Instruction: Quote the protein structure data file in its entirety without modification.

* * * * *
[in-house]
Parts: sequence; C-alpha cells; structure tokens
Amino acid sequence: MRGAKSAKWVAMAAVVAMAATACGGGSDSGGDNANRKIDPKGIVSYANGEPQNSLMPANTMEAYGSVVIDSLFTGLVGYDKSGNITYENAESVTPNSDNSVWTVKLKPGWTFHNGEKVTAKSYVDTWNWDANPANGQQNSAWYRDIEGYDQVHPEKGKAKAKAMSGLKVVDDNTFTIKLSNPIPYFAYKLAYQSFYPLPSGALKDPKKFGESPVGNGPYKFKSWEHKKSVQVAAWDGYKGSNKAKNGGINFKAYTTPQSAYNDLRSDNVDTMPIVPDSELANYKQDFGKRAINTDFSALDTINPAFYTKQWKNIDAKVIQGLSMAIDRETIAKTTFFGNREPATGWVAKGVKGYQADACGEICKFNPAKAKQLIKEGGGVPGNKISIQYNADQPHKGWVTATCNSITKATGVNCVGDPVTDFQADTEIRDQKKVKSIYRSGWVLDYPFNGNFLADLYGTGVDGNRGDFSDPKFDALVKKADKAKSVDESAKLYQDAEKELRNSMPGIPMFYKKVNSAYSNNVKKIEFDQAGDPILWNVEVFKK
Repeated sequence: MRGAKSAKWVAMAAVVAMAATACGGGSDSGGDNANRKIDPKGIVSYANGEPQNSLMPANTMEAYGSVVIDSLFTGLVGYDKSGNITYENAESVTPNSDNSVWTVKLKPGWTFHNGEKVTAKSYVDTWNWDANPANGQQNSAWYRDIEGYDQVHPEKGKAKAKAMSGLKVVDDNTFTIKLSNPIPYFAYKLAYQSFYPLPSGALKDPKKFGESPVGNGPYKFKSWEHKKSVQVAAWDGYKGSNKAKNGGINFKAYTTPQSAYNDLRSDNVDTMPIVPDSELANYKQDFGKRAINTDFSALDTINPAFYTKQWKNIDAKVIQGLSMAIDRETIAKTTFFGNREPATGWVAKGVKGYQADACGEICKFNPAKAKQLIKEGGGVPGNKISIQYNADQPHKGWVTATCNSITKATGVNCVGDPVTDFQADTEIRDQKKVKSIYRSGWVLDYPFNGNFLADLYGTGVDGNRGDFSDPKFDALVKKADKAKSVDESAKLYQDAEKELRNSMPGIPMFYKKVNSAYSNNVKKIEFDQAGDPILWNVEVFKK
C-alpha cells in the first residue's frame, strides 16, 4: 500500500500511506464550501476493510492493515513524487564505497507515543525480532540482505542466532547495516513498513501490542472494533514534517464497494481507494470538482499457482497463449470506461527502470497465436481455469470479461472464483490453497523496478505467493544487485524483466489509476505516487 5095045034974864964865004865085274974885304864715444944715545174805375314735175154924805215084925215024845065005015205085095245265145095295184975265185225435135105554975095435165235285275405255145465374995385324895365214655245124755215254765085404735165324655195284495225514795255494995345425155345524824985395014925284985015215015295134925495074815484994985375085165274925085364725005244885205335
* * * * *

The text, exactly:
[in-house]
Parts: sequence; C-alpha cells; structure tokens
Amino acid sequence: MRGAKSAKWVAMAAVVAMAATACGGGSDSGGDNANRKIDPKGIVSYANGEPQNSLMPANTMEAYGSVVIDSLFTGLVGYDKSGNITYENAESVTPNSDNSVWTVKLKPGWTFHNGEKVTAKSYVDTWNWDANPANGQQNSAWYRDIEGYDQVHPEKGKAKAKAMSGLKVVDDNTFTIKLSNPIPYFAYKLAYQSFYPLPSGALKDPKKFGESPVGNGPYKFKSWEHKKSVQVAAWDGYKGSNKAKNGGINFKAYTTPQSAYNDLRSDNVDTMPIVPDSELANYKQDFGKRAINTDFSALDTINPAFYTKQWKNIDAKVIQGLSMAIDRETIAKTTFFGNREPATGWVAKGVKGYQADACGEICKFNPAKAKQLIKEGGGVPGNKISIQYNADQPHKGWVTATCNSITKATGVNCVGDPVTDFQADTEIRDQKKVKSIYRSGWVLDYPFNGNFLADLYGTGVDGNRGDFSDPKFDALVKKADKAKSVDESAKLYQDAEKELRNSMPGIPMFYKKVNSAYSNNVKKIEFDQAGDPILWNVEVFKK
Repeated sequence: MRGAKSAKWVAMAAVVAMAATACGGGSDSGGDNANRKIDPKGIVSYANGEPQNSLMPANTMEAYGSVVIDSLFTGLVGYDKSGNITYENAESVTPNSDNSVWTVKLKPGWTFHNGEKVTAKSYVDTWNWDANPANGQQNSAWYRDIEGYDQVHPEKGKAKAKAMSGLKVVDDNTFTIKLSNPIPYFAYKLAYQSFYPLPSGALKDPKKFGESPVGNGPYKFKSWEHKKSVQVAAWDGYKGSNKAKNGGINFKAYTTPQSAYNDLRSDNVDTMPIVPDSELANYKQDFGKRAINTDFSALDTINPAFYTKQWKNIDAKVIQGLSMAIDRETIAKTTFFGNREPATGWVAKGVKGYQADACGEICKFNPAKAKQLIKEGGGVPGNKISIQYNADQPHKGWVTATCNSITKATGVNCVGDPVTDFQADTEIRDQKKVKSIYRSGWVLDYPFNGNFLADLYGTGVDGNRGDFSDPKFDALVKKADKAKSVDESAKLYQDAEKELRNSMPGIPMFYKKVNSAYSNNVKKIEFDQAGDPILWNVEVFKK
C-alpha cells in the first residue's frame, strides 16, 4: 500500500500511506464550501476493510492493515513524487564505497507515543525480532540482505542466532547495516513498513501490542472494533514534517464497494481507494470538482499457482497463449470506461527502470497465436481455469470479461472464483490453497523496478505467493544487485524483466489509476505516487 5095045034974864964865004865085274974885304864715444944715545174805375314735175154924805215084925215024845065005015205085095245265145095295184975265185225435135105554975095435165235285275405255145465374995385324895365214655245124755215254765085404735165324655195284495225514795255494995345425155345524824985395014925284985015215015295134925495074815484994985375085165274925085364725005244885205335